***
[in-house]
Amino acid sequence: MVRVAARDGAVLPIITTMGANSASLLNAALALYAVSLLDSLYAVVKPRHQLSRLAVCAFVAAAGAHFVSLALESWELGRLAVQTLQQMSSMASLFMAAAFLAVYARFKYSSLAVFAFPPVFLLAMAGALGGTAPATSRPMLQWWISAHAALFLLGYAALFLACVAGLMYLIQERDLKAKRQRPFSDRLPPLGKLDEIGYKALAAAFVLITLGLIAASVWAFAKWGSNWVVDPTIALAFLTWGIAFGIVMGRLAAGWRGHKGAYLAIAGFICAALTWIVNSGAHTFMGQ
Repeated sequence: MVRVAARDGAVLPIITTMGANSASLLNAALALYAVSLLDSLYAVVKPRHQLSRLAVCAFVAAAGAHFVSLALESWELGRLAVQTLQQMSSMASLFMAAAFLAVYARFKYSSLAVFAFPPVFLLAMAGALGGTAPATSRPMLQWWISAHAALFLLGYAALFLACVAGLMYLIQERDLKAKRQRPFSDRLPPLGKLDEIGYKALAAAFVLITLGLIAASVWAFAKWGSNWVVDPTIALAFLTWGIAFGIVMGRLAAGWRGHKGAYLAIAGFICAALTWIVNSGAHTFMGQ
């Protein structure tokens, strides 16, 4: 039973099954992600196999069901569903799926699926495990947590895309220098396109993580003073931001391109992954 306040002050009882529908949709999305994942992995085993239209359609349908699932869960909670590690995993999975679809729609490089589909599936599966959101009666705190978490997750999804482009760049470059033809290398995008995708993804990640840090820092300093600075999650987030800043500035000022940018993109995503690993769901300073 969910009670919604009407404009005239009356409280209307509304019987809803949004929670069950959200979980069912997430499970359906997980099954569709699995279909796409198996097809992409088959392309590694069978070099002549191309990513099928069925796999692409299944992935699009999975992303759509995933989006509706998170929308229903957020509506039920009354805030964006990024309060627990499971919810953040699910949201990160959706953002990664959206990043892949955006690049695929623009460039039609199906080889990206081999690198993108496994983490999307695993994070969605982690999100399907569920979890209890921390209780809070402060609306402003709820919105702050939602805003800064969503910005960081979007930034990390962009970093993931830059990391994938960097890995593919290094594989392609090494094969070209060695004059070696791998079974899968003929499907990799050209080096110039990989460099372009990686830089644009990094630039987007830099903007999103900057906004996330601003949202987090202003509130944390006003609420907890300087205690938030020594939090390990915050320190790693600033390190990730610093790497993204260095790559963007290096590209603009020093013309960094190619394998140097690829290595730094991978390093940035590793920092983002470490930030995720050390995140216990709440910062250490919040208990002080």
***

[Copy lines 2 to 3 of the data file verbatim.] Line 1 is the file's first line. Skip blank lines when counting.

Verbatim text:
Amino acid sequence: MVRVAARDGAVLPIITTMGANSASLLNAALALYAVSLLDSLYAVVKPRHQLSRLAVCAFVAAAGAHFVSLALESWELGRLAVQTLQQMSSMASLFMAAAFLAVYARFKYSSLAVFAFPPVFLLAMAGALGGTAPATSRPMLQWWISAHAALFLLGYAALFLACVAGLMYLIQERDLKAKRQRPFSDRLPPLGKLDEIGYKALAAAFVLITLGLIAASVWAFAKWGSNWVVDPTIALAFLTWGIAFGIVMGRLAAGWRGHKGAYLAIAGFICAALTWIVNSGAHTFMGQ
Repeated sequence: MVRVAARDGAVLPIITTMGANSASLLNAALALYAVSLLDSLYAVVKPRHQLSRLAVCAFVAAAGAHFVSLALESWELGRLAVQTLQQMSSMASLFMAAAFLAVYARFKYSSLAVFAFPPVFLLAMAGALGGTAPATSRPMLQWWISAHAALFLLGYAALFLACVAGLMYLIQERDLKAKRQRPFSDRLPPLGKLDEIGYKALAAAFVLITLGLIAASVWAFAKWGSNWVVDPTIALAFLTWGIAFGIVMGRLAAGWRGHKGAYLAIAGFICAALTWIVNSGAHTFMGQ